There's nothing in the labs you posted to indicate hyper, unless your doctor is attributing one of the antibodies to hyper, which would be incorrect.  The other possibility is that he could be saying hyper, too, because your TSH is relatively low in the range. He would have had to do a TSI test to diagnose hyper and you don't have hyper symptoms.

Yes, do get the Free T3 and Free T4. When you do, feel free to post them here, so we can see how you're doing.
Avatar universal
I have had similar experience. Sometimes I get extreme pain in one of my legs. Feels like growing pains with some extra umph... My hands ache a lot and it doesn't take much to get a writer's cramp. I have eczema on my scalp. I get sick like crazy! Frequent headaches. I have allergy induced asthma on top of it.
In the spring of 2011 I was diagnosed with hypothyroidism. My level was
14.34 (range .5-5.5)  
I started out on thyroid hormone replacement at 5mcg and now I take 250mcg. My levels have been up and down since then. But within the past few months my levels went from 6.3 back to 11.52. My doctor switched me from taking a generic to a name brand replacement.
I have a pretty big lump on the left side right now and it causes pain. Last time they checked it was benign. And my old family doctor said it shouldn't cause pain, but it does! My neck hurts. The lump is very tender. It feels difficult to swallow often. I am very tired all the time. And I feel very emotional. I cry at the drop of a hat... My old doctor had told me to take antidepressants and see a therapist.
I just want to feel better and lose weight :(
Avatar universal
Just a note for anyone with a thyroid issue / Hashimoto's.  These types of concerns have been linked to a gluten allergy or intolerance.  I would suggest going gluten free for two weeks and see if any of your fatigue, headaches, etc. improve.  This really helped me (to go off of gluten).  

My thyroid values are normal, but my daughter has hypo and likely Hashimoto's as well.  Her antithyroid antibodies dropped significantly after she got off of gluten.  There are over 300 symptoms of gluten intolerance, which can be found here:  http://glutenfreeworks.com/gluten-disorders/symptom-guide/

In addition, frequent headaches is the most common symptom of a food allergy or intolerance.  It took years of me going to doctors who wanted to put my on an antidepressant to find one who asked a simple question:  "What do you eat?"  This changed everything.  Finally, a doctor who looks beyond the prescription pad to prescribe drugs you will take forever, and instead someone looking to get to the root cause of the problem.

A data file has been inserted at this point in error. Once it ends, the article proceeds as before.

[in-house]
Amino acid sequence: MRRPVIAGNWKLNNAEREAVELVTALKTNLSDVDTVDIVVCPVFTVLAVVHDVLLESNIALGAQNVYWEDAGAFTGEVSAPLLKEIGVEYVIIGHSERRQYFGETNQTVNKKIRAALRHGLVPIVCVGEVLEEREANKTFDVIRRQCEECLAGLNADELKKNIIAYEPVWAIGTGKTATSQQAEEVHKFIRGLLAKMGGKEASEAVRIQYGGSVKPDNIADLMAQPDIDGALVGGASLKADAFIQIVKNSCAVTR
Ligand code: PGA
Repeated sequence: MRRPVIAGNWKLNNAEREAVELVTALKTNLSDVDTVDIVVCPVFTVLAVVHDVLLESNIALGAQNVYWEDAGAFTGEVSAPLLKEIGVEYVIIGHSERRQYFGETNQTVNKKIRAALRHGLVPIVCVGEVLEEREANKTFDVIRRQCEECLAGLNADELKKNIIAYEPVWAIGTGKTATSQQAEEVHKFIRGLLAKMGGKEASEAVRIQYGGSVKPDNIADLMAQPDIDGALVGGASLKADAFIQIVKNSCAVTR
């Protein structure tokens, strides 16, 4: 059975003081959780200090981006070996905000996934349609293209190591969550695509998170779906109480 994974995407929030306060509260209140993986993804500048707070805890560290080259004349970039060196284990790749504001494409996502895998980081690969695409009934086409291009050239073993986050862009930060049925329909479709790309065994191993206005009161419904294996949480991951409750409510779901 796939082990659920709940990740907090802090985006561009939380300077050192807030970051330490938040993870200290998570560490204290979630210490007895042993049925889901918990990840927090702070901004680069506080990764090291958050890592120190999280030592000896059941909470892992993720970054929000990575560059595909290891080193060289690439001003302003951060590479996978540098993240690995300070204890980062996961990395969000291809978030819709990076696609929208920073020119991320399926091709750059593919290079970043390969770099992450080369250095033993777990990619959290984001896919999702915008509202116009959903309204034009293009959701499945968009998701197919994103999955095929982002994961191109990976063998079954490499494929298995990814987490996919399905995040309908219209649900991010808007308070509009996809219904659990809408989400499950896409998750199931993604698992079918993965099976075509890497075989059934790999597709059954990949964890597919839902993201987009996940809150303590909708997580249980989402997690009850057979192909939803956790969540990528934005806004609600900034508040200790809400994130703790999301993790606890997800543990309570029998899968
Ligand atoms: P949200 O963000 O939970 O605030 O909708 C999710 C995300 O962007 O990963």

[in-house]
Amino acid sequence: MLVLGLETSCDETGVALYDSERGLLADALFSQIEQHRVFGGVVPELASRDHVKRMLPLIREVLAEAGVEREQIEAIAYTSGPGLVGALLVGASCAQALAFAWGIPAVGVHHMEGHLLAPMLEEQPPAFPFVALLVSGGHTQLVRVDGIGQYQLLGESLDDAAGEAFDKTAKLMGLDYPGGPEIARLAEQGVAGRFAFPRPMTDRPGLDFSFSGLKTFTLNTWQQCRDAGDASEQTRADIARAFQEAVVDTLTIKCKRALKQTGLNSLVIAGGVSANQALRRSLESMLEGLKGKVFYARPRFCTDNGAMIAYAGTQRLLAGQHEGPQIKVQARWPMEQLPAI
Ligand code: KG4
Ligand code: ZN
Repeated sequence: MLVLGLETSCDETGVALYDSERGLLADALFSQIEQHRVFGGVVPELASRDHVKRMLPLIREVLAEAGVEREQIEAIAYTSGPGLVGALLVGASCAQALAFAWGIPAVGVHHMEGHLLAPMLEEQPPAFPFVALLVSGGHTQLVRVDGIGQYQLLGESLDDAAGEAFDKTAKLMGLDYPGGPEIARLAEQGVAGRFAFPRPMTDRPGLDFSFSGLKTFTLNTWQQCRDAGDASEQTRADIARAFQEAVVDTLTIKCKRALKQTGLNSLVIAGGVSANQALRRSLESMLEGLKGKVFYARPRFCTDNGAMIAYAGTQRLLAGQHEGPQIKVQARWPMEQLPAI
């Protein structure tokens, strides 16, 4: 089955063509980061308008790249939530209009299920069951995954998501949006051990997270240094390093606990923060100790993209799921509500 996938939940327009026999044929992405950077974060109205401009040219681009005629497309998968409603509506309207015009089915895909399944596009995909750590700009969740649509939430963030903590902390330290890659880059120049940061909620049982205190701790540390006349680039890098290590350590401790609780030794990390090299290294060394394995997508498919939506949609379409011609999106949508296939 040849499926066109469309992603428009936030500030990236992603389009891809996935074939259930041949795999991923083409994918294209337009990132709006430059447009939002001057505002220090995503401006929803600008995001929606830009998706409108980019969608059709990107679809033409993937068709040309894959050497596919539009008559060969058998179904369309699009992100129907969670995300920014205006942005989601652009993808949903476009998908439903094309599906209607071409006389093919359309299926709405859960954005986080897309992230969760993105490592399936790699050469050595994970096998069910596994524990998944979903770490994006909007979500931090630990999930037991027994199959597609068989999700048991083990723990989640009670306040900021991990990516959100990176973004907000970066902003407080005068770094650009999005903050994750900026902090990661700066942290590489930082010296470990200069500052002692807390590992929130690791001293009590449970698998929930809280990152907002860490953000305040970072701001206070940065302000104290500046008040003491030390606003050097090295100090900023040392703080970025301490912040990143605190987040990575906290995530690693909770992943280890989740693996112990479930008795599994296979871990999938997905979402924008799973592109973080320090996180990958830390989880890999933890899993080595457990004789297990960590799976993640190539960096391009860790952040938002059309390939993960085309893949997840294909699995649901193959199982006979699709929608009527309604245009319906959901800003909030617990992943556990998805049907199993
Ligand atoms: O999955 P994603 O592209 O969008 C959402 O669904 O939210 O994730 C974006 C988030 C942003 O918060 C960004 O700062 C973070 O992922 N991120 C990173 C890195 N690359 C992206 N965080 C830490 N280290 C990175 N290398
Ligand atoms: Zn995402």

Not saying that going gluten free will cure a thyroid malfunction, but if you have Hashimoto's, I would seriously consider going gluten free.  There is no reliable blood test to diagnose a gluten intolerance (although there ARE tests to diagnose gluten allergy).  The way it is diagnosed is to stop eating it and see how you feel.  Gluten is in rye, wheat, barley and sometimes oats, due to cross contamination.  Of course, it is in tons of additives, natural flavors, vinegar, etc. found in most any packaged food.  So, if you're going to get off of it as a trial, do your research first, and make sure you truly ARE gluten free.  Best of luck!
Avatar universal
Hi Barb

Please Help.

I am jumping on the wagon here. I am trying to conceive, and suspect that I have had a 2nd chemical pregnancy this cycle. I have been diagnosed 1 year ago with Hashimotos. Would you mind having a look at my lab results, i live in south africa so dont know if that will make much of a difference.

1st tests before I insisted on having the antibodies tested.

TSH 3.69 Ref 0.46 - 4.68 mIU/L
FT4 8.57  9 - 22.2 PL - I think this might have been flaged
They didnt test for T3

a month later

s-ft3 4.5pmol/L REF 2.6 -5.7
TSH 2.47 uIU/ml 0.35 -4.94
s-ft4 12.1 pmol/L 9.0 - 19.0 euthyroidism 'normal'

Anti TG Antibody 15.24 IU/ml H<4.11
Anti TPO Antibody 8.03 IU/ml H<5.61

Anti TG Antibody Hashimotos 75% Graves Disease 75%
Anti TPO Antibody Hashimotos 64% Graves Disease 92%

symptoms Hair loss, muscle cramps, joint pain, fullness in throat. I use to have heavy vertigo but that is so to say gone, just a tad dizzy every now and again. irregular cycles 26 - 29 days.

I am on 100 mg euthyrox.

Can I even have a successful pregnancy with these anti bodies, and hashimotos or should i just stop trying?  

Avatar universal
I have the choking sensation as well. I have nontoxic multinodular goiter. I am a 50 yr old female 1 1/2 year post hysterectomy. Since my surgery my weight has exploded. I am 5'6 and weigh 206 lbs. I know I need to lose weight and I am thinking the weight problem is the issue. I find when I do not wear a bra I do not have choking issue. My breasts have increased in size since the surgery and I have gone through at least 5 different bra sizes since then. The straps are causing an indentation on my shoulders and when I take off my bra I feel like I can breath again. Instead of getting another bra I think I am going to ask the doctor for help in losing weight. Can anyone else relate?
Avatar universal
Sorry I posted my comments to the wrong community. Please disregard my last comments.
Avatar universal
there r other types of thyroiditis other than Hshimoto or Graves - some can pass after a while by themselves http://thyroid.about.com/od/thyroidbasicsthyroid101/tp/thyroiditis.htm?utm_term=thyroiditis%20symptoms&utm_content=p1-main-3-title&utm_medium=sem&utm_source=google&utm_campaign=adid-acad5741-30a9-441e-8f33-9186e51d0146-0-ab_gsb_ocode-12560&ad=semD&an=google_s&am=broad&q=thyroiditis%20symptoms&dqi=&o=12560&l=sem&qsrc=999&askid=acad5741-30a9-441e-8f33-9186e51d0146-0-ab_gsb  
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649848 tn?1534633700